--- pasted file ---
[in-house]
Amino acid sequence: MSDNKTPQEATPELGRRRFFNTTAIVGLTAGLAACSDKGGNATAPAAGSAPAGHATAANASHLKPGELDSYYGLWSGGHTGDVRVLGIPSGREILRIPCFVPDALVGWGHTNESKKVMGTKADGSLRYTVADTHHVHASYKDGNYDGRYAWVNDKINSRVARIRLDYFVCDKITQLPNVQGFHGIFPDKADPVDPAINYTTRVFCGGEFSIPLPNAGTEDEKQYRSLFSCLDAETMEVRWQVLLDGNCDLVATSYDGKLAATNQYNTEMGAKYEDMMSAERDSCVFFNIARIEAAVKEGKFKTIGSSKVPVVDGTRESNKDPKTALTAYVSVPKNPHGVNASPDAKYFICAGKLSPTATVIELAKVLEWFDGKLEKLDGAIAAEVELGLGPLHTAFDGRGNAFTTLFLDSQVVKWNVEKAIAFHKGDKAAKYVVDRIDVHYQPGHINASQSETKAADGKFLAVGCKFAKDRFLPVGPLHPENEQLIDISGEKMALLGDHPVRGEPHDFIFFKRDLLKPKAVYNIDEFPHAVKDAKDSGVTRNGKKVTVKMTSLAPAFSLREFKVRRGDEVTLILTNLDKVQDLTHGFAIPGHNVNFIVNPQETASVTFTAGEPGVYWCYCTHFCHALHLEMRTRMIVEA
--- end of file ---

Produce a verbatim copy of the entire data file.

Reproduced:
[in-house]
Amino acid sequence: MSDNKTPQEATPELGRRRFFNTTAIVGLTAGLAACSDKGGNATAPAAGSAPAGHATAANASHLKPGELDSYYGLWSGGHTGDVRVLGIPSGREILRIPCFVPDALVGWGHTNESKKVMGTKADGSLRYTVADTHHVHASYKDGNYDGRYAWVNDKINSRVARIRLDYFVCDKITQLPNVQGFHGIFPDKADPVDPAINYTTRVFCGGEFSIPLPNAGTEDEKQYRSLFSCLDAETMEVRWQVLLDGNCDLVATSYDGKLAATNQYNTEMGAKYEDMMSAERDSCVFFNIARIEAAVKEGKFKTIGSSKVPVVDGTRESNKDPKTALTAYVSVPKNPHGVNASPDAKYFICAGKLSPTATVIELAKVLEWFDGKLEKLDGAIAAEVELGLGPLHTAFDGRGNAFTTLFLDSQVVKWNVEKAIAFHKGDKAAKYVVDRIDVHYQPGHINASQSETKAADGKFLAVGCKFAKDRFLPVGPLHPENEQLIDISGEKMALLGDHPVRGEPHDFIFFKRDLLKPKAVYNIDEFPHAVKDAKDSGVTRNGKKVTVKMTSLAPAFSLREFKVRRGDEVTLILTNLDKVQDLTHGFAIPGHNVNFIVNPQETASVTFTAGEPGVYWCYCTHFCHALHLEMRTRMIVEA